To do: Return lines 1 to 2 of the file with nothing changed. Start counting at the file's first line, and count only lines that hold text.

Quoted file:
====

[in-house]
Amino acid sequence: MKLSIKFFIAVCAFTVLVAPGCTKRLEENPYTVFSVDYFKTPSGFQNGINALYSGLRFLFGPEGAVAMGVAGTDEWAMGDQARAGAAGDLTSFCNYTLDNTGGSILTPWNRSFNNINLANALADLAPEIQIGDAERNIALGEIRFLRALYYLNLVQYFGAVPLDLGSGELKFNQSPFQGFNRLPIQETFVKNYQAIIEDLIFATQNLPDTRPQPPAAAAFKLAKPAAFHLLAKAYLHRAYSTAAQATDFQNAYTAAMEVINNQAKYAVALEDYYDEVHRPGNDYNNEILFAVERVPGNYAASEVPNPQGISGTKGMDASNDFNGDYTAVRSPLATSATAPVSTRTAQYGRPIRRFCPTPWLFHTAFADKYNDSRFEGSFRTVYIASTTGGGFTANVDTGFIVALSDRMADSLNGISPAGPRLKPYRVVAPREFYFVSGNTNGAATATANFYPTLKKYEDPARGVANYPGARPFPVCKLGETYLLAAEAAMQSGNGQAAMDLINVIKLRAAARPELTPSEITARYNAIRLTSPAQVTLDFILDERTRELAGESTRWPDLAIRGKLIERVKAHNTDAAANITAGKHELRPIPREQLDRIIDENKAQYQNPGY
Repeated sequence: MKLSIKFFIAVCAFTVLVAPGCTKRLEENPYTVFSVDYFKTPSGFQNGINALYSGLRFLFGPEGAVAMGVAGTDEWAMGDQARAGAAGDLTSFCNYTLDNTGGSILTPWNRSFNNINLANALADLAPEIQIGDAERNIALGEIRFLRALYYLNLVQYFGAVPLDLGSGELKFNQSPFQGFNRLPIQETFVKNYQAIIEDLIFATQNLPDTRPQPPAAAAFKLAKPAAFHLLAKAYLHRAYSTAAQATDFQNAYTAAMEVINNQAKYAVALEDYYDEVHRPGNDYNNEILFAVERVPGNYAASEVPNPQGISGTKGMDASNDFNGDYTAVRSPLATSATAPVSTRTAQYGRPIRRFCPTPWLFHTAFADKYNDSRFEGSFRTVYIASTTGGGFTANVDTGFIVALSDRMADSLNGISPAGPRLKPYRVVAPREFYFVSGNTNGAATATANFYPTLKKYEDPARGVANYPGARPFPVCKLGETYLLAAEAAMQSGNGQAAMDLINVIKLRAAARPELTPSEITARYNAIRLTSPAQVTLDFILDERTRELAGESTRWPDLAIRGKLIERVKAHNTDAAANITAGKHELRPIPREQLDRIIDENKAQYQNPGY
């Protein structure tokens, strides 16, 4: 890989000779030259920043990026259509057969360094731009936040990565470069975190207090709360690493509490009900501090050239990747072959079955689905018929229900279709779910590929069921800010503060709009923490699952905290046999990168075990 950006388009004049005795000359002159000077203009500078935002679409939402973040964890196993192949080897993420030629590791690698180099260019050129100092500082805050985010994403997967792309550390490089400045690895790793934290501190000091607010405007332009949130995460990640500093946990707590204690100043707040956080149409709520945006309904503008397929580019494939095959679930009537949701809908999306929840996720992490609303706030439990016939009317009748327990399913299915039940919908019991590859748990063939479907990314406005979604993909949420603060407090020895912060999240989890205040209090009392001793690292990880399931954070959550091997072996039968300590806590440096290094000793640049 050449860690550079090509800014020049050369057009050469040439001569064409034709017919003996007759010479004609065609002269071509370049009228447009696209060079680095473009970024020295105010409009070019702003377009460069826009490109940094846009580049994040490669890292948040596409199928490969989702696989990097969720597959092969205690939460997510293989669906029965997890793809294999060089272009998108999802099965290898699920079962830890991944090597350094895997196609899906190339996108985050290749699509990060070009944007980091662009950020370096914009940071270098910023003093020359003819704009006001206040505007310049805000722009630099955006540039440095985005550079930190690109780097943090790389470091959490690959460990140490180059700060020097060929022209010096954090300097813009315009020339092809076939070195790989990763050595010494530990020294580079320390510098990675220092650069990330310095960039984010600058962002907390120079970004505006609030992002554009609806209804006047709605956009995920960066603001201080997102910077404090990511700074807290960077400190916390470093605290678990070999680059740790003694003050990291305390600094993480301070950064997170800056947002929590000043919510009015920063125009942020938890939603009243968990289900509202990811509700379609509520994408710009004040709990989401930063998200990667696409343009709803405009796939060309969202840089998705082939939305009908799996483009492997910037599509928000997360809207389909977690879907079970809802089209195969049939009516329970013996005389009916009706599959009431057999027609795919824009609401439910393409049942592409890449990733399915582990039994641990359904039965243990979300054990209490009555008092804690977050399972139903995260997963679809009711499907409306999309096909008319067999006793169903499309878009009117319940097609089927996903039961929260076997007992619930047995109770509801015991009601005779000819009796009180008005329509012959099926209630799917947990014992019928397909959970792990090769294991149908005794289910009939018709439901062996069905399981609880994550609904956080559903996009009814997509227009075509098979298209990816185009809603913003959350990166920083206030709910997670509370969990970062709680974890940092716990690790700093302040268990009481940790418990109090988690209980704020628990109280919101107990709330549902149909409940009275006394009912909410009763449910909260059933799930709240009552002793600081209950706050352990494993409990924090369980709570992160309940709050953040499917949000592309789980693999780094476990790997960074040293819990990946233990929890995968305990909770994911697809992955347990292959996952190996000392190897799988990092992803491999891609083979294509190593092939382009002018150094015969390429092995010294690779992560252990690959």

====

[in-house]
Amino acid sequence: MKLSIKFFIAVCAFTVLVAPGCTKRLEENPYTVFSVDYFKTPSGFQNGINALYSGLRFLFGPEGAVAMGVAGTDEWAMGDQARAGAAGDLTSFCNYTLDNTGGSILTPWNRSFNNINLANALADLAPEIQIGDAERNIALGEIRFLRALYYLNLVQYFGAVPLDLGSGELKFNQSPFQGFNRLPIQETFVKNYQAIIEDLIFATQNLPDTRPQPPAAAAFKLAKPAAFHLLAKAYLHRAYSTAAQATDFQNAYTAAMEVINNQAKYAVALEDYYDEVHRPGNDYNNEILFAVERVPGNYAASEVPNPQGISGTKGMDASNDFNGDYTAVRSPLATSATAPVSTRTAQYGRPIRRFCPTPWLFHTAFADKYNDSRFEGSFRTVYIASTTGGGFTANVDTGFIVALSDRMADSLNGISPAGPRLKPYRVVAPREFYFVSGNTNGAATATANFYPTLKKYEDPARGVANYPGARPFPVCKLGETYLLAAEAAMQSGNGQAAMDLINVIKLRAAARPELTPSEITARYNAIRLTSPAQVTLDFILDERTRELAGESTRWPDLAIRGKLIERVKAHNTDAAANITAGKHELRPIPREQLDRIIDENKAQYQNPGY